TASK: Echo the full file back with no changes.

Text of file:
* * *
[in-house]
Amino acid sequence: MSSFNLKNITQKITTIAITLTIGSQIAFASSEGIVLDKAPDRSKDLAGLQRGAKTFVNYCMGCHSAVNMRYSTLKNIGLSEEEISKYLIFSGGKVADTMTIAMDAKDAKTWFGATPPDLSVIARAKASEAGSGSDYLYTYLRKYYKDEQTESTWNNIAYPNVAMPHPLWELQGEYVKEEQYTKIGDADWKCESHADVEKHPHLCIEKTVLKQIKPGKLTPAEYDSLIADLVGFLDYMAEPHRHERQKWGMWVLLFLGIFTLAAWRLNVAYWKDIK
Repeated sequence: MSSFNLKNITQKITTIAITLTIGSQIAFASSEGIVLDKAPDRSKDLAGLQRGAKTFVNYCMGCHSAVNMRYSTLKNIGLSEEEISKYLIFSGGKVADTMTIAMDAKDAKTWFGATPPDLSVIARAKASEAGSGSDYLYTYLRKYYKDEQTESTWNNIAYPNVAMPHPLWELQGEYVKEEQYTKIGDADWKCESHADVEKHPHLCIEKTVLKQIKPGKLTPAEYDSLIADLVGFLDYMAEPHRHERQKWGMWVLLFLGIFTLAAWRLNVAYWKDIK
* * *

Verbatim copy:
[in-house]
Amino acid sequence: MSSFNLKNITQKITTIAITLTIGSQIAFASSEGIVLDKAPDRSKDLAGLQRGAKTFVNYCMGCHSAVNMRYSTLKNIGLSEEEISKYLIFSGGKVADTMTIAMDAKDAKTWFGATPPDLSVIARAKASEAGSGSDYLYTYLRKYYKDEQTESTWNNIAYPNVAMPHPLWELQGEYVKEEQYTKIGDADWKCESHADVEKHPHLCIEKTVLKQIKPGKLTPAEYDSLIADLVGFLDYMAEPHRHERQKWGMWVLLFLGIFTLAAWRLNVAYWKDIK
Repeated sequence: MSSFNLKNITQKITTIAITLTIGSQIAFASSEGIVLDKAPDRSKDLAGLQRGAKTFVNYCMGCHSAVNMRYSTLKNIGLSEEEISKYLIFSGGKVADTMTIAMDAKDAKTWFGATPPDLSVIARAKASEAGSGSDYLYTYLRKYYKDEQTESTWNNIAYPNVAMPHPLWELQGEYVKEEQYTKIGDADWKCESHADVEKHPHLCIEKTVLKQIKPGKLTPAEYDSLIADLVGFLDYMAEPHRHERQKWGMWVLLFLGIFTLAAWRLNVAYWKDIK